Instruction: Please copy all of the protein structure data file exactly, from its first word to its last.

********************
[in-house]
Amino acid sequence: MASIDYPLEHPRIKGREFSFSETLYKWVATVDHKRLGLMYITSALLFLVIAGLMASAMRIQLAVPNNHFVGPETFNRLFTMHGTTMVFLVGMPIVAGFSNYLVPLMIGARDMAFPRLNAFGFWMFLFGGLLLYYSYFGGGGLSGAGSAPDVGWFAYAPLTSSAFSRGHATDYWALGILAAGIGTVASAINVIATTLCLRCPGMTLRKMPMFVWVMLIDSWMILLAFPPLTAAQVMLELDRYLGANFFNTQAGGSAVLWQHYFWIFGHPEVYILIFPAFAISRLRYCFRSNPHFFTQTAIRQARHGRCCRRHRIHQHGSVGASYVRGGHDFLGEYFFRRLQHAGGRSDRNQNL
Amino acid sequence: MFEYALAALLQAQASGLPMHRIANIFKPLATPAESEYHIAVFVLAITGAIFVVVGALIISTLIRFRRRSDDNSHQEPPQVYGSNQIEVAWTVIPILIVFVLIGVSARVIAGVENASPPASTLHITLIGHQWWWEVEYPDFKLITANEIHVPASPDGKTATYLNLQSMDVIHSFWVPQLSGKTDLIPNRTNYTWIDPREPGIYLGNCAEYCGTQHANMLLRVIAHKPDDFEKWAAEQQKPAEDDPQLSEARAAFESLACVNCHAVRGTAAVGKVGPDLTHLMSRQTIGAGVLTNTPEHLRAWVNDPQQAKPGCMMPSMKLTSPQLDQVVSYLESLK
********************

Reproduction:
[in-house]
Amino acid sequence: MASIDYPLEHPRIKGREFSFSETLYKWVATVDHKRLGLMYITSALLFLVIAGLMASAMRIQLAVPNNHFVGPETFNRLFTMHGTTMVFLVGMPIVAGFSNYLVPLMIGARDMAFPRLNAFGFWMFLFGGLLLYYSYFGGGGLSGAGSAPDVGWFAYAPLTSSAFSRGHATDYWALGILAAGIGTVASAINVIATTLCLRCPGMTLRKMPMFVWVMLIDSWMILLAFPPLTAAQVMLELDRYLGANFFNTQAGGSAVLWQHYFWIFGHPEVYILIFPAFAISRLRYCFRSNPHFFTQTAIRQARHGRCCRRHRIHQHGSVGASYVRGGHDFLGEYFFRRLQHAGGRSDRNQNL
Amino acid sequence: MFEYALAALLQAQASGLPMHRIANIFKPLATPAESEYHIAVFVLAITGAIFVVVGALIISTLIRFRRRSDDNSHQEPPQVYGSNQIEVAWTVIPILIVFVLIGVSARVIAGVENASPPASTLHITLIGHQWWWEVEYPDFKLITANEIHVPASPDGKTATYLNLQSMDVIHSFWVPQLSGKTDLIPNRTNYTWIDPREPGIYLGNCAEYCGTQHANMLLRVIAHKPDDFEKWAAEQQKPAEDDPQLSEARAAFESLACVNCHAVRGTAAVGKVGPDLTHLMSRQTIGAGVLTNTPEHLRAWVNDPQQAKPGCMMPSMKLTSPQLDQVVSYLESLK